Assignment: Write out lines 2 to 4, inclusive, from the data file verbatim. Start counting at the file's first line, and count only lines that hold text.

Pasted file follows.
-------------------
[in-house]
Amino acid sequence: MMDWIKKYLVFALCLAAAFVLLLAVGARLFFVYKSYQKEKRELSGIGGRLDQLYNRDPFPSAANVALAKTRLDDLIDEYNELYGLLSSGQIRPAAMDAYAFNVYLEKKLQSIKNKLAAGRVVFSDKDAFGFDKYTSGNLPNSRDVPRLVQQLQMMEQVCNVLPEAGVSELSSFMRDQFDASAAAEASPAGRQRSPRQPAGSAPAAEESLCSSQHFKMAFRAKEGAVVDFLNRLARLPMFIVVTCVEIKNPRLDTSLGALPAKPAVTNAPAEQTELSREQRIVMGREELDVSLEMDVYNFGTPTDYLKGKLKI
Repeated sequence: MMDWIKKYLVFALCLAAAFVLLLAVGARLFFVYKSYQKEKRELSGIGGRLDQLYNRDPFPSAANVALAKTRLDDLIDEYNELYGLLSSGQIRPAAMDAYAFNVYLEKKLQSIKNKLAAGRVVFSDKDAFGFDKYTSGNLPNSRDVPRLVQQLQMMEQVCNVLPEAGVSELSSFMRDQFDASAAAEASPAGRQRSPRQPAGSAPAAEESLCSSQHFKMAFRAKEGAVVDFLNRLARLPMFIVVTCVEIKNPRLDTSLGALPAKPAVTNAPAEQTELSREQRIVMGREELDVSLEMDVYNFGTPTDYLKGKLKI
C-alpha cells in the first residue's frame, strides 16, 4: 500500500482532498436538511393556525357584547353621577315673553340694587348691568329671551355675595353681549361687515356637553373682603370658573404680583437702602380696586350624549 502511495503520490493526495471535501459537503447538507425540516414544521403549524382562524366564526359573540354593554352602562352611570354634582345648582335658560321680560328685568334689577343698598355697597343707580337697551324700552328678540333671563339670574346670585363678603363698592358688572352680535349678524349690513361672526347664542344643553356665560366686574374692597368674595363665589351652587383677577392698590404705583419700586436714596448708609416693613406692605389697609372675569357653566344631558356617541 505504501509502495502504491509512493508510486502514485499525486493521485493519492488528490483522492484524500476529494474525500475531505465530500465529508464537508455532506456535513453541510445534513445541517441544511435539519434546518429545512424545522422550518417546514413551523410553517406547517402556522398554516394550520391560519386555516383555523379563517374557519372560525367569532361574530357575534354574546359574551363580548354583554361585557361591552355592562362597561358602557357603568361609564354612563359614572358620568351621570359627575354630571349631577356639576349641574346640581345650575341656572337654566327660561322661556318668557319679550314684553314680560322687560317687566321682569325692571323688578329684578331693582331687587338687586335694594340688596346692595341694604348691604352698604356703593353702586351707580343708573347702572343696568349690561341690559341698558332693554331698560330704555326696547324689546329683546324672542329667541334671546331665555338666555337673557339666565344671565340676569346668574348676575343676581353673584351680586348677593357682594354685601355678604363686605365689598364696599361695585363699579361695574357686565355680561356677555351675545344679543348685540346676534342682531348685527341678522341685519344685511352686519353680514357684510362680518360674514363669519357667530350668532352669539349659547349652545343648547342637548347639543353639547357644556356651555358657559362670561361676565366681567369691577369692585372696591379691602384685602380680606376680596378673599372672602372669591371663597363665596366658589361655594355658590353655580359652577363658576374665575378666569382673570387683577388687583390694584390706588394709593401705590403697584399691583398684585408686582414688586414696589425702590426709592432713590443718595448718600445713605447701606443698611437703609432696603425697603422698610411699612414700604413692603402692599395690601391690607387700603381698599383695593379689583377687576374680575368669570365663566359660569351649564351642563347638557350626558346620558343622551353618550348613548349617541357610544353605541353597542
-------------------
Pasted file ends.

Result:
Amino acid sequence: MMDWIKKYLVFALCLAAAFVLLLAVGARLFFVYKSYQKEKRELSGIGGRLDQLYNRDPFPSAANVALAKTRLDDLIDEYNELYGLLSSGQIRPAAMDAYAFNVYLEKKLQSIKNKLAAGRVVFSDKDAFGFDKYTSGNLPNSRDVPRLVQQLQMMEQVCNVLPEAGVSELSSFMRDQFDASAAAEASPAGRQRSPRQPAGSAPAAEESLCSSQHFKMAFRAKEGAVVDFLNRLARLPMFIVVTCVEIKNPRLDTSLGALPAKPAVTNAPAEQTELSREQRIVMGREELDVSLEMDVYNFGTPTDYLKGKLKI
Repeated sequence: MMDWIKKYLVFALCLAAAFVLLLAVGARLFFVYKSYQKEKRELSGIGGRLDQLYNRDPFPSAANVALAKTRLDDLIDEYNELYGLLSSGQIRPAAMDAYAFNVYLEKKLQSIKNKLAAGRVVFSDKDAFGFDKYTSGNLPNSRDVPRLVQQLQMMEQVCNVLPEAGVSELSSFMRDQFDASAAAEASPAGRQRSPRQPAGSAPAAEESLCSSQHFKMAFRAKEGAVVDFLNRLARLPMFIVVTCVEIKNPRLDTSLGALPAKPAVTNAPAEQTELSREQRIVMGREELDVSLEMDVYNFGTPTDYLKGKLKI
C-alpha cells in the first residue's frame, strides 16, 4: 500500500482532498436538511393556525357584547353621577315673553340694587348691568329671551355675595353681549361687515356637553373682603370658573404680583437702602380696586350624549 502511495503520490493526495471535501459537503447538507425540516414544521403549524382562524366564526359573540354593554352602562352611570354634582345648582335658560321680560328685568334689577343698598355697597343707580337697551324700552328678540333671563339670574346670585363678603363698592358688572352680535349678524349690513361672526347664542344643553356665560366686574374692597368674595363665589351652587383677577392698590404705583419700586436714596448708609416693613406692605389697609372675569357653566344631558356617541 505504501509502495502504491509512493508510486502514485499525486493521485493519492488528490483522492484524500476529494474525500475531505465530500465529508464537508455532506456535513453541510445534513445541517441544511435539519434546518429545512424545522422550518417546514413551523410553517406547517402556522398554516394550520391560519386555516383555523379563517374557519372560525367569532361574530357575534354574546359574551363580548354583554361585557361591552355592562362597561358602557357603568361609564354612563359614572358620568351621570359627575354630571349631577356639576349641574346640581345650575341656572337654566327660561322661556318668557319679550314684553314680560322687560317687566321682569325692571323688578329684578331693582331687587338687586335694594340688596346692595341694604348691604352698604356703593353702586351707580343708573347702572343696568349690561341690559341698558332693554331698560330704555326696547324689546329683546324672542329667541334671546331665555338666555337673557339666565344671565340676569346668574348676575343676581353673584351680586348677593357682594354685601355678604363686605365689598364696599361695585363699579361695574357686565355680561356677555351675545344679543348685540346676534342682531348685527341678522341685519344685511352686519353680514357684510362680518360674514363669519357667530350668532352669539349659547349652545343648547342637548347639543353639547357644556356651555358657559362670561361676565366681567369691577369692585372696591379691602384685602380680606376680596378673599372672602372669591371663597363665596366658589361655594355658590353655580359652577363658576374665575378666569382673570387683577388687583390694584390706588394709593401705590403697584399691583398684585408686582414688586414696589425702590426709592432713590443718595448718600445713605447701606443698611437703609432696603425697603422698610411699612414700604413692603402692599395690601391690607387700603381698599383695593379689583377687576374680575368669570365663566359660569351649564351642563347638557350626558346620558343622551353618550348613548349617541357610544353605541353597542